I have an old payday loan which was recently sent to collections. They said I had two weeks from the date of the letter to pay it in full. Because I had moved, I received the letter two days before that time was up. I mailed a personal check for the amount in full ($385) and they sent the payment back to me uncashed with a letter saying that although they appreciated the payment they could not take it in that form and that I had to call them to make payment arrangements and they could only take the payment as a cashiers check, money order or cash at one of their locations. Why do I need to make arrangements on something I am paying in full? Am I still obligated to make this payment to them, as I paid in full and they refused to accept the payment? There was nothing in the first letter stating how I had to pay it, and the money is in the bank account. What are my legal obligations at this point? Thank you so much. Blessings, Isabella
Your obligations in this situation, and those of the lender, largely depend on the stipulations in your original loan agreement, or in any subsequent amendments, regarding how loan payments should be tendered. It is actually quite a common practice in the collection industry to require that payments on delinquent accounts be made using certified funds, such as a money order or cashier's check.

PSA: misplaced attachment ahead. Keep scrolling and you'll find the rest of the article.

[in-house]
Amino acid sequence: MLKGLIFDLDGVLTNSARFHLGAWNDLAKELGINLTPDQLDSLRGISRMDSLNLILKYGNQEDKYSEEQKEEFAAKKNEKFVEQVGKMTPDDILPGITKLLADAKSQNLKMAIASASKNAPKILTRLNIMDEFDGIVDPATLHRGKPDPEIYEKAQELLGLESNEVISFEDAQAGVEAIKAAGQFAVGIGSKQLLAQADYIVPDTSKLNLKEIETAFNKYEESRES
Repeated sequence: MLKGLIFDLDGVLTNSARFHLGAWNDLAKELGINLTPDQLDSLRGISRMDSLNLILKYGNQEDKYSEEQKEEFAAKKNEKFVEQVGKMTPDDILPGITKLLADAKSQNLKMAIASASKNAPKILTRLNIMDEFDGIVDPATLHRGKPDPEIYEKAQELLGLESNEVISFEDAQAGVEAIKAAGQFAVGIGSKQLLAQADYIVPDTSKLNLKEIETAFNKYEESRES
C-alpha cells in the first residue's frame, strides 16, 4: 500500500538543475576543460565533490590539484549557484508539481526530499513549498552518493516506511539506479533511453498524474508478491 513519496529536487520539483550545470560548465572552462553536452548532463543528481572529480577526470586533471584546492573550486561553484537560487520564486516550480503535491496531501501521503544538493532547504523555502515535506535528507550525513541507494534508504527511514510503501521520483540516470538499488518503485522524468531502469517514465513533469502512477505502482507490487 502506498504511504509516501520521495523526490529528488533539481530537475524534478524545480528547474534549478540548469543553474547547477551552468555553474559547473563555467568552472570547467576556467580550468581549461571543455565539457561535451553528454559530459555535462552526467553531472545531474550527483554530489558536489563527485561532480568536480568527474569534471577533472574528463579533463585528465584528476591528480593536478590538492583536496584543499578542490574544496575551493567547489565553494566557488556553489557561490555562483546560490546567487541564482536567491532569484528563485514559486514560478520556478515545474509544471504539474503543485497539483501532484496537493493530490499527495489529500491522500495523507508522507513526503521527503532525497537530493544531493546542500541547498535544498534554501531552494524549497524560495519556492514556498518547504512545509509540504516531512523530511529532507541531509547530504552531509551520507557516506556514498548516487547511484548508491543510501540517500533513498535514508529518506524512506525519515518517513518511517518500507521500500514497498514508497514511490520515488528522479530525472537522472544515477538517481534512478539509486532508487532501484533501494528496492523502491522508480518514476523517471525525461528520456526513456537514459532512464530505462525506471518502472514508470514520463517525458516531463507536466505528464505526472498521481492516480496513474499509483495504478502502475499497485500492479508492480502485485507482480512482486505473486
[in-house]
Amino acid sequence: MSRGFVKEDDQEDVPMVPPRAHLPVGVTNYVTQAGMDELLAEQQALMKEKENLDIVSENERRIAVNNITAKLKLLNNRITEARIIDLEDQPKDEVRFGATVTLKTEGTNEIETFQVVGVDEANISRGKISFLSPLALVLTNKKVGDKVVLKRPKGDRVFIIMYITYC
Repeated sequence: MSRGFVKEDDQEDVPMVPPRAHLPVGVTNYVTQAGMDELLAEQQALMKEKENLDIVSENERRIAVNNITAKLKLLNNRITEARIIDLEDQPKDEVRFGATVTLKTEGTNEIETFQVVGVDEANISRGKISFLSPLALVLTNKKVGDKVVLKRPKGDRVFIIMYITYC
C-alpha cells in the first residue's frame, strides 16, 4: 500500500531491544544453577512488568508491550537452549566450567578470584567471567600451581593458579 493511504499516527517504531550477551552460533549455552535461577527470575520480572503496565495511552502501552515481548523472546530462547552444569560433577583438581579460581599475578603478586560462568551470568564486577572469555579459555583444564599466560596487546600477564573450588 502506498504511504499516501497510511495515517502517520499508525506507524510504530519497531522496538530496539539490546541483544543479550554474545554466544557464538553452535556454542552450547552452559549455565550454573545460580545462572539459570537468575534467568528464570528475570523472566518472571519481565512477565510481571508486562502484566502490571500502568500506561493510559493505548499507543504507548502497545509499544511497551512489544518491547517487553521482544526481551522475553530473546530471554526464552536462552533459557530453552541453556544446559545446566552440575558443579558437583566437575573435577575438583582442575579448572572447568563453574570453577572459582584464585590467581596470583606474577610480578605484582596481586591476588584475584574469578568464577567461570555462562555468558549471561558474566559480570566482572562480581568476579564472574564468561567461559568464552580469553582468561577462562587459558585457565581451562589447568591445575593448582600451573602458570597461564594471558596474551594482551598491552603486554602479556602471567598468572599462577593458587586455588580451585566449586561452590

In most cases, a creditor which requires certified funds will state this fact clearly in its demand letters, settlement offers, and other correspondence relating to payments. However, if your original agreement clearly states that the lender requires payments via certified funds for any delinquent account, then the burden is probably on you to make the payment as required by the contract.
The fact that the collection agency refused your payment by personal check does not free you of your obligation to pay this debt. What concerns me is that the creditor or collector may try to add additional interest or fees to the account between your payments. Unless your loan agreement specifically requires payment in certified funds, or if the creditor otherwise informed you that it would not accept personal checks for payment, the lender should not be able to add any additional finance charges to the account after you attempted to pay the debt.
Keep a close eye on the balance, and if the creditor tries to add any additional fees, you may want to dispute these charges with the collection agency. If the lender refuses to remove any additional charges that have been added since the collector returned your payment, you may wish to contact your state's attorney general to file a complaint about these issues. Again, you are almost certainly still responsible for the debt itself, though your liability for any additional charges is questionable.
To learn more about the various types of assistance available to consumers who are struggling with debt, I encourage you to visit the Bills.com Debt Help page.
I wish you the best of luck in resolving this dispute.
I hope that the information helps you Find. Learn. Save.